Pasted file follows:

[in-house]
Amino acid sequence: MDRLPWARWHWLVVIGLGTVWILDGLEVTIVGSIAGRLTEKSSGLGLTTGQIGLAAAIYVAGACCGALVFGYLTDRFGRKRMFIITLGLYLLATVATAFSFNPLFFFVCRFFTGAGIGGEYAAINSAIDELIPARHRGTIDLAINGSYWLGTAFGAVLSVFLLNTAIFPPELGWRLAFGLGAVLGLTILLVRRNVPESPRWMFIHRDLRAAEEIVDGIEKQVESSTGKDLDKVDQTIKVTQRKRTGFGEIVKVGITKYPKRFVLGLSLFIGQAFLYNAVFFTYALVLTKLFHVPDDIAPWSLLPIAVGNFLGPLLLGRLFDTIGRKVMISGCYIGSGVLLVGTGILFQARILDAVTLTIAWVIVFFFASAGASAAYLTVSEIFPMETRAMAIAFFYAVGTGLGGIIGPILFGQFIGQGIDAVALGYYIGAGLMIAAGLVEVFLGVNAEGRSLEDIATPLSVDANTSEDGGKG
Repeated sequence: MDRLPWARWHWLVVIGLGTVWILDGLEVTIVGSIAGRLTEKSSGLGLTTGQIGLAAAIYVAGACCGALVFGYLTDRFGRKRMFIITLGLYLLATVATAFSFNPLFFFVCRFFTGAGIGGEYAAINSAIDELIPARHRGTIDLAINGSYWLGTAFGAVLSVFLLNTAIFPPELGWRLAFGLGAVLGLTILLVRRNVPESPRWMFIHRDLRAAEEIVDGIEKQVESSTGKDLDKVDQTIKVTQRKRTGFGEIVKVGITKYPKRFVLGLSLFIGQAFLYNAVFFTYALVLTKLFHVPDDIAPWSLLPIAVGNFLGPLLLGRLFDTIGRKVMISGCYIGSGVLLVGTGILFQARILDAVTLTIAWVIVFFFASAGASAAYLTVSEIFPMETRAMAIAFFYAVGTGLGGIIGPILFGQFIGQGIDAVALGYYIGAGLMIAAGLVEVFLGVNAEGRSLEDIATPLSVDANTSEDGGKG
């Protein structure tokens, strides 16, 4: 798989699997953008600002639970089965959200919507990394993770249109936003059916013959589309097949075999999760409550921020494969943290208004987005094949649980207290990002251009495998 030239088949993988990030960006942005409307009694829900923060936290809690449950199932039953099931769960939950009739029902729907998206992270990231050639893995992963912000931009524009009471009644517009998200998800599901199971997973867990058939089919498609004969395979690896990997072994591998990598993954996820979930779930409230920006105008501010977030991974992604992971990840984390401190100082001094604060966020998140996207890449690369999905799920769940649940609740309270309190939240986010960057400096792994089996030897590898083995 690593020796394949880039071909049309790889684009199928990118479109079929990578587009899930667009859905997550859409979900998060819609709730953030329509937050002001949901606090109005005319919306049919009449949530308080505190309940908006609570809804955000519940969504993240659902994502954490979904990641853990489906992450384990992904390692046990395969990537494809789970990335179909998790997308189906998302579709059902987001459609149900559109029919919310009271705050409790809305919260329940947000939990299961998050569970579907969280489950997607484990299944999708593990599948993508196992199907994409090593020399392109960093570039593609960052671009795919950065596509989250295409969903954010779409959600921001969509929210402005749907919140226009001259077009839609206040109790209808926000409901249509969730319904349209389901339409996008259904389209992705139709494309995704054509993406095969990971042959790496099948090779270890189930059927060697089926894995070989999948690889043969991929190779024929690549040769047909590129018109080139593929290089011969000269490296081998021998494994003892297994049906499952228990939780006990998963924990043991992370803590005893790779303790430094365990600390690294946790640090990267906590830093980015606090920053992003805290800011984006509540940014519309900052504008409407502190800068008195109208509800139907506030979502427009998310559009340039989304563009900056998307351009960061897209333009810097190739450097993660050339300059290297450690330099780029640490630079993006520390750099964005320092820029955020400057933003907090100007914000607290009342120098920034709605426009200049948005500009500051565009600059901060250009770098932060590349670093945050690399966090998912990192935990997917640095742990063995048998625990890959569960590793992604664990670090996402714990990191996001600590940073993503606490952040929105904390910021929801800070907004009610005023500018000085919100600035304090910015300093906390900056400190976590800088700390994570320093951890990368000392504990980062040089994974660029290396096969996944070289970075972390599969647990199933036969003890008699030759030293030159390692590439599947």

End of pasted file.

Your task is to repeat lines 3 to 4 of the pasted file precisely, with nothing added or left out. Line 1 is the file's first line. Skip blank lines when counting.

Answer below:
Repeated sequence: MDRLPWARWHWLVVIGLGTVWILDGLEVTIVGSIAGRLTEKSSGLGLTTGQIGLAAAIYVAGACCGALVFGYLTDRFGRKRMFIITLGLYLLATVATAFSFNPLFFFVCRFFTGAGIGGEYAAINSAIDELIPARHRGTIDLAINGSYWLGTAFGAVLSVFLLNTAIFPPELGWRLAFGLGAVLGLTILLVRRNVPESPRWMFIHRDLRAAEEIVDGIEKQVESSTGKDLDKVDQTIKVTQRKRTGFGEIVKVGITKYPKRFVLGLSLFIGQAFLYNAVFFTYALVLTKLFHVPDDIAPWSLLPIAVGNFLGPLLLGRLFDTIGRKVMISGCYIGSGVLLVGTGILFQARILDAVTLTIAWVIVFFFASAGASAAYLTVSEIFPMETRAMAIAFFYAVGTGLGGIIGPILFGQFIGQGIDAVALGYYIGAGLMIAAGLVEVFLGVNAEGRSLEDIATPLSVDANTSEDGGKG
């Protein structure tokens, strides 16, 4: 798989699997953008600002639970089965959200919507990394993770249109936003059916013959589309097949075999999760409550921020494969943290208004987005094949649980207290990002251009495998 030239088949993988990030960006942005409307009694829900923060936290809690449950199932039953099931769960939950009739029902729907998206992270990231050639893995992963912000931009524009009471009644517009998200998800599901199971997973867990058939089919498609004969395979690896990997072994591998990598993954996820979930779930409230920006105008501010977030991974992604992971990840984390401190100082001094604060966020998140996207890449690369999905799920769940649940609740309270309190939240986010960057400096792994089996030897590898083995 690593020796394949880039071909049309790889684009199928990118479109079929990578587009899930667009859905997550859409979900998060819609709730953030329509937050002001949901606090109005005319919306049919009449949530308080505190309940908006609570809804955000519940969504993240659902994502954490979904990641853990489906992450384990992904390692046990395969990537494809789970990335179909998790997308189906998302579709059902987001459609149900559109029919919310009271705050409790809305919260329940947000939990299961998050569970579907969280489950997607484990299944999708593990599948993508196992199907994409090593020399392109960093570039593609960052671009795919950065596509989250295409969903954010779409959600921001969509929210402005749907919140226009001259077009839609206040109790209808926000409901249509969730319904349209389901339409996008259904389209992705139709494309995704054509993406095969990971042959790496099948090779270890189930059927060697089926894995070989999948690889043969991929190779024929690549040769047909590129018109080139593929290089011969000269490296081998021998494994003892297994049906499952228990939780006990998963924990043991992370803590005893790779303790430094365990600390690294946790640090990267906590830093980015606090920053992003805290800011984006509540940014519309900052504008409407502190800068008195109208509800139907506030979502427009998310559009340039989304563009900056998307351009960061897209333009810097190739450097993660050339300059290297450690330099780029640490630079993006520390750099964005320092820029955020400057933003907090100007914000607290009342120098920034709605426009200049948005500009500051565009600059901060250009770098932060590349670093945050690399966090998912990192935990997917640095742990063995048998625990890959569960590793992604664990670090996402714990990191996001600590940073993503606490952040929105904390910021929801800070907004009610005023500018000085919100600035304090910015300093906390900056400190976590800088700390994570320093951890990368000392504990980062040089994974660029290396096969996944070289970075972390599969647990199933036969003890008699030759030293030159390692590439599947």